Snorri quickly became known as a poet, but was also a successful lawyer. In 1215 he became lawspeaker of the Althing, perhaps the highest position an individual could hold in the Icelandic government. In the summer of 1218, he left the lawspeaker position and sailed to Norway, by royal invitation. There he became well-acquainted with the teen-age King Hákon Hákonarson and his co-regent, Jarl Skúli. He spent the winter as house-guest of the jarl. They showered gifts upon him including the ship in which he sailed and he in turn wrote poetry about them. In the summer of 1219 he met his Swedish colleague, the lawspeaker Eskil Magnusson and his wife Kristina Nilsdotter Blake in Skara. They were both related to royalty and probably gave Snorri an insight into the history of Sweden. A certified copy of the Magna Carta March 4 - King John of England makes an oath to the Pope as a crusader to gain the support of Innocent III. June 15 - King John of England was forced to put his seal on the Magna Carta, outlining the rights of landowning... A Lawspeaker (Old Swedish: laghmaþer or laghman, Norwegian: lagmand, Icelandic: lög(sögu)maðr) was a unique Scandinavian legal office. ... The Alþing, commonly Anglicized as Althing (Modern Icelandic Alþingi; Old Norse Alþing) is the national parliament: literally, the all-thing of Iceland. ... // Events Damietta is besieged by the knights of the Fifth Crusade. ... Haakon Haakonsson (1204 – December 15, 1263) (Norwegian HÃ¥kon HÃ¥konsson, Old Norse Hákon Hákonarson), also called Haakon the Old, was king of Norway from 1217 to 1263. ... Skule Baardsson or Duke Skule allowed his supporters to proclaim him king of Norway at the traditional Øyrating in 1239. ... // Events Saint Francis of Assisi introduces Catholicism into Egypt, during the Fifth Crusade The Flag of Denmark fell from the sky during the Battle of Lyndanisse Ongoing events Fifth Crusade (1217-1221) Births Christopher I of Denmark (died 1259) Frederick II of Austria (died 1246) Guillaume de Gisors, supposedly the... A Lawspeaker (Old Swedish: laghmaþer or laghman, Norwegian: lagmand, Icelandic: lög(sögu)maðr) was a unique Scandinavian legal office. ... Eskil Magnusson was the lawspeaker of Västergötland c. ... Skara is a Municipality in Västra Götaland County, in western Sweden. ...


Snorri was mainly interested in history and culture. The Norwegian regents, however, cultivated Snorri, making him a squire and then the king's chamberlain, a position that required an oath of loyalty. It is unclear that he understood the significance of these honors. The king hoped to incorporate Iceland into Norway, which he could do by vote of the Althing, of which Snorri had been a key member. Chamberlain can have several meanings: A chamberlain is an officer in charge of managing the household of a sovereign. ... The Alþing, commonly Anglicized as Althing (Modern Icelandic Alþingi; Old Norse Alþing) is the national parliament: literally, the all-thing of Iceland. ...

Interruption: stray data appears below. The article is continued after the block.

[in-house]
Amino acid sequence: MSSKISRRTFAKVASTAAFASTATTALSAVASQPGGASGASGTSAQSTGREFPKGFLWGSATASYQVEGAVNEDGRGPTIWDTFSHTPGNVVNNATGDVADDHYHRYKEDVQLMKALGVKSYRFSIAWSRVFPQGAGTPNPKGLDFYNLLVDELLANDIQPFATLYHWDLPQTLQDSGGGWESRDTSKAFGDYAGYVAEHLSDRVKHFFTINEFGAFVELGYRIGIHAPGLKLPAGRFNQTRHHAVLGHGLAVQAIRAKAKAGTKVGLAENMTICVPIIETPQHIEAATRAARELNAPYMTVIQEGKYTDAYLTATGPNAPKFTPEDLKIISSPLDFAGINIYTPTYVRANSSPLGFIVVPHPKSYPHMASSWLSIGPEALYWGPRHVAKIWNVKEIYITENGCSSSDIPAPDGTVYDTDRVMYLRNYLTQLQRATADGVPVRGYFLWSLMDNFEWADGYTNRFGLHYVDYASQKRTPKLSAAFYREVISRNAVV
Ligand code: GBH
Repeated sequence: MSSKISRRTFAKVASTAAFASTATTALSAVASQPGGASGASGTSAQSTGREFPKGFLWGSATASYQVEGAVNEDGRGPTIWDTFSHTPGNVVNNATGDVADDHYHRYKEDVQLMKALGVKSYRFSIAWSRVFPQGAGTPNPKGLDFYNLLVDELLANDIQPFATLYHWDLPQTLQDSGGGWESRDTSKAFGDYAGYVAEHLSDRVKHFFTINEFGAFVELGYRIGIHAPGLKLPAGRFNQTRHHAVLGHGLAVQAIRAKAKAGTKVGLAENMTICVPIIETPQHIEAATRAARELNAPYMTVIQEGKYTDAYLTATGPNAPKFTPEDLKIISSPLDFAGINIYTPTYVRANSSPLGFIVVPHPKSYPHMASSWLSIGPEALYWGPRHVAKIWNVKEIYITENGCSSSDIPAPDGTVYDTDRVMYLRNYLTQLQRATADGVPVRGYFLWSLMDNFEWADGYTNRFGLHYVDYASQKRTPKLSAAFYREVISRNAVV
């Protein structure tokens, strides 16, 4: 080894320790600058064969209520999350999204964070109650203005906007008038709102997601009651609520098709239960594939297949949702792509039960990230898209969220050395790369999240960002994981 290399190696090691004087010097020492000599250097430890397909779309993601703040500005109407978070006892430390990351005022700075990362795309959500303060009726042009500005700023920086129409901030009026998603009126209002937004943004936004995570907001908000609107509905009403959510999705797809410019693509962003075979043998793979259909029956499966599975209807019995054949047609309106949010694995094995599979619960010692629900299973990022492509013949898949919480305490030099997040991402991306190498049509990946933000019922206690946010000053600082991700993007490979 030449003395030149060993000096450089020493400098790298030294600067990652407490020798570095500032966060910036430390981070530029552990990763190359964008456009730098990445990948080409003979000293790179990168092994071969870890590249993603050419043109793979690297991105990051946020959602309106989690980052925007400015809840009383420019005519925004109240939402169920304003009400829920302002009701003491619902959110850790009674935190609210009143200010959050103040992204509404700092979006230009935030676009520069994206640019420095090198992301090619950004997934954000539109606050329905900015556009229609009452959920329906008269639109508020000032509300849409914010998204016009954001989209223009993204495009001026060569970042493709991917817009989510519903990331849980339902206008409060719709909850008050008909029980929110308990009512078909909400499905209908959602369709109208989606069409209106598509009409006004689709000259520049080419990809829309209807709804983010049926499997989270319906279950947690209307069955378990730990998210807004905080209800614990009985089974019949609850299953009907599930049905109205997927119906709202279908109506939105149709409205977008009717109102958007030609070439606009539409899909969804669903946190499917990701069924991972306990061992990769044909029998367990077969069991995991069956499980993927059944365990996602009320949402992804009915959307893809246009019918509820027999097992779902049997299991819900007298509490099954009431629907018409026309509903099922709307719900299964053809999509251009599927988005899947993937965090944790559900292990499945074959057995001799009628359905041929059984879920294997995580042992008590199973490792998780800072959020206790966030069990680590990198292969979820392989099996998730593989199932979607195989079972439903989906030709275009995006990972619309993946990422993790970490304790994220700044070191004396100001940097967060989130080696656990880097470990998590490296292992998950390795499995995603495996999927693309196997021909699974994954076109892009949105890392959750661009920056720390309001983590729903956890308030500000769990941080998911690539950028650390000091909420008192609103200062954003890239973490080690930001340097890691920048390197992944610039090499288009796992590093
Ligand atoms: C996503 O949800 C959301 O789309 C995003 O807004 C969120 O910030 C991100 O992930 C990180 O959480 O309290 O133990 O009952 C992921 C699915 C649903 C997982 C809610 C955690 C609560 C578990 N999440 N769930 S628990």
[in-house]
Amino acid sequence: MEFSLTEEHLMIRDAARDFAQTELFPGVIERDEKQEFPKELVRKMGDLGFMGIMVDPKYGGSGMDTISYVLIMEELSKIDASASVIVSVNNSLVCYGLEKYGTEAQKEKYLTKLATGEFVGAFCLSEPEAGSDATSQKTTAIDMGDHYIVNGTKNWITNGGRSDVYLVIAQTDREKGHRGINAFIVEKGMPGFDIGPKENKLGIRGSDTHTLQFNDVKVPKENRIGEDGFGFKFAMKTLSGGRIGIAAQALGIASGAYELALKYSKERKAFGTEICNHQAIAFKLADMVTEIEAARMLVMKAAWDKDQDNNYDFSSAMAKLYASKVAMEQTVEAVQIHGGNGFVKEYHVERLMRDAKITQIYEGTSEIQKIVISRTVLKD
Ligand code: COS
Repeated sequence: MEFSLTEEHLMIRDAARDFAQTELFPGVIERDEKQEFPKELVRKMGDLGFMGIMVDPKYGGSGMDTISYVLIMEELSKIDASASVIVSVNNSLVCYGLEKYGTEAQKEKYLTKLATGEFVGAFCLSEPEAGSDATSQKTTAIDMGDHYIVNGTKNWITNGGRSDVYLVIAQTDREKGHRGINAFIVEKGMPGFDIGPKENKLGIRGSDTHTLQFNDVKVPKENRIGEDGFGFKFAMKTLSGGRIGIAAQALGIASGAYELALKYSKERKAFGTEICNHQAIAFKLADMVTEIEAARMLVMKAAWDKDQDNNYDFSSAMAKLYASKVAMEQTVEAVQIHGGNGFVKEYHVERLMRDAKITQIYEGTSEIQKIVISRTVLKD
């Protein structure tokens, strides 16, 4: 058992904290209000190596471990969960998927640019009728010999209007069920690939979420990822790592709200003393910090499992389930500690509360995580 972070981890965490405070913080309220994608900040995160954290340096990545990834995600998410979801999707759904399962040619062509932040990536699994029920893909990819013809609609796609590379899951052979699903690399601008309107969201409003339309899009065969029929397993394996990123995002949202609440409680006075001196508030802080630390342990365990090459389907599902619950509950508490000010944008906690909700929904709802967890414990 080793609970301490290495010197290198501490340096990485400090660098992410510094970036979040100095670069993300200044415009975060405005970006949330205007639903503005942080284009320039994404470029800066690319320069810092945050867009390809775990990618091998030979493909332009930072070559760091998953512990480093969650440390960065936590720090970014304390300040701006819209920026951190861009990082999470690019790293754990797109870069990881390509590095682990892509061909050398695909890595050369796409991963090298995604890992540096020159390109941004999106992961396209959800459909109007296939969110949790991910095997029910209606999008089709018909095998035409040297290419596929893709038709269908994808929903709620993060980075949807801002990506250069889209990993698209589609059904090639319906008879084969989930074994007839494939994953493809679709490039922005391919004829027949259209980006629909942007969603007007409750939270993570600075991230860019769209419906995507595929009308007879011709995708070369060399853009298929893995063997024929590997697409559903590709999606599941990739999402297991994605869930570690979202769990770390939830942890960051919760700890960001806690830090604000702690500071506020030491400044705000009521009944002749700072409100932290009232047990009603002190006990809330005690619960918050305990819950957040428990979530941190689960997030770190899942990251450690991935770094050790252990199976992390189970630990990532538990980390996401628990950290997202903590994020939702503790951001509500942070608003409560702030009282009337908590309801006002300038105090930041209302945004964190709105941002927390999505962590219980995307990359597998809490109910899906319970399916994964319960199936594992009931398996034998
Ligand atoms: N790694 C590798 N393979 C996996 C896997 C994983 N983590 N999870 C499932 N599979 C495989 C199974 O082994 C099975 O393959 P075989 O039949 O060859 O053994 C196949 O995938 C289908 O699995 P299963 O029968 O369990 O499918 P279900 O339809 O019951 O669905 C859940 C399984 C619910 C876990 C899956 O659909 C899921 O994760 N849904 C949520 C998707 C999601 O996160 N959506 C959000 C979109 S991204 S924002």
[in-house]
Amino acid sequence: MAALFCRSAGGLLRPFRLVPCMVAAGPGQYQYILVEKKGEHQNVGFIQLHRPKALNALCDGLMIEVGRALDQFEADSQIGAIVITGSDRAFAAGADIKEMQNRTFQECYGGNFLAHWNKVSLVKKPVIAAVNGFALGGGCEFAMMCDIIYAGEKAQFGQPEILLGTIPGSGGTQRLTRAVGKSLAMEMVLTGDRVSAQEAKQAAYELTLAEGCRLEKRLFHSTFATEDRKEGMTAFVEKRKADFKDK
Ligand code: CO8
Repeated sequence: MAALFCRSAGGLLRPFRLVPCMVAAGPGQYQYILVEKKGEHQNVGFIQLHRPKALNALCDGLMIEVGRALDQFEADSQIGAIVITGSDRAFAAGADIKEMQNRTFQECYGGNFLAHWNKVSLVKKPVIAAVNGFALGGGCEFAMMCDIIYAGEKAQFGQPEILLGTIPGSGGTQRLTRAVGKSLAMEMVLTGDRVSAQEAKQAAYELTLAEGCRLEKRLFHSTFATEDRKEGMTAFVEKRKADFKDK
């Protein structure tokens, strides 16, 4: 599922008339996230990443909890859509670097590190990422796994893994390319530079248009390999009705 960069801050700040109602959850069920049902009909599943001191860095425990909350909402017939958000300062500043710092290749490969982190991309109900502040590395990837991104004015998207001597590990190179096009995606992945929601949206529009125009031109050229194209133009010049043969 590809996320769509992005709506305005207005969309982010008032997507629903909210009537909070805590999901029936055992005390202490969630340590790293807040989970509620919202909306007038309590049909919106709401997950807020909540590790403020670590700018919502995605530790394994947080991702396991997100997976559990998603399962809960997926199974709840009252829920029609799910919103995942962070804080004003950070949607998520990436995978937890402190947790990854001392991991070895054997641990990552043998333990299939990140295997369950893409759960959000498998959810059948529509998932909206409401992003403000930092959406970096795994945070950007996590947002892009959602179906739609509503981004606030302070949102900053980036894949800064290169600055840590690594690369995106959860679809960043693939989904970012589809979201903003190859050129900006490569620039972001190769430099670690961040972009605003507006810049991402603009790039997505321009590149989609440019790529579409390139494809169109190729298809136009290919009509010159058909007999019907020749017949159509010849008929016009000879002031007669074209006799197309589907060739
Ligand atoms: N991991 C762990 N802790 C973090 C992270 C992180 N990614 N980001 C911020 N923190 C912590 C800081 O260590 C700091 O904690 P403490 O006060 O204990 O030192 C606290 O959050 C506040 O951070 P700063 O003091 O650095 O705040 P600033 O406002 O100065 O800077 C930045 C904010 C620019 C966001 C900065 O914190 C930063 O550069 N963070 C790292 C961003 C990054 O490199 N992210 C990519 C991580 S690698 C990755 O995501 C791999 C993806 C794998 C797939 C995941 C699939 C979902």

In 1220 Snorri returned to Iceland and by 1222 was back as lawspeaker of the Althing, which he held this time until 1232. The basis of his election was entirely his fame as a poet. Politically he was the kings's spokesman, supporting union with Norway, a platform that acquired major enemies for him among the chiefs. Personally in 1224 he took up residence with Hallveig Ormsdottir, a granddaughter of Loftsson, now a widow of great means, and formed a common-law relationship that lasted the rest of his life. She was a much younger woman. Although they were fond of each other they had no children together, concentrating instead on raising the children they had had with others. Five of Snorri's children survived to adulthood. // The world in 1220 Middle Ages in Europe Fifth Crusade (1217-1221) Events Mongols first invade Abbasid caliphate - Bukhara and Samarkand taken End of the Kara-Khitan Khanate, destroyed by Genghis Khans Mongolian cavalry Dominican Order approved by Pope Honorius III Frederick II crowned Holy Roman Emperor by Pope... Centuries: 12th century - 13th century - 14th century Decades: 1170s 1180s 1190s 1200s 1210s - 1220s - 1230s 1240s 1250s 1260s 1270s Years: 1217 1218 1219 1220 1221 1222 1223 1224 1225 1226 1227 See also: 1222 state leaders Events Foundation of the University of Padua Completion of the Cistercian convent in Alcobaca... // Canonization of Saint Anthony of Padua, patron of lost items Pope Gregory IX driven from Rome by a revolt, taking refuge at Anagni First edition of Tripitaka Koreana destroyed by Mongol invaders Battle of Agridi 15 June 1232 Arnolfo di Cambio, Florentine architect (died 1310) Manfred of Sicily (approximate date... // Foundation of the University of Naples Livonian Brothers of the Sword conquers Latgallians and the stronghold of Tartu from Ugaunian and Russian troops. ...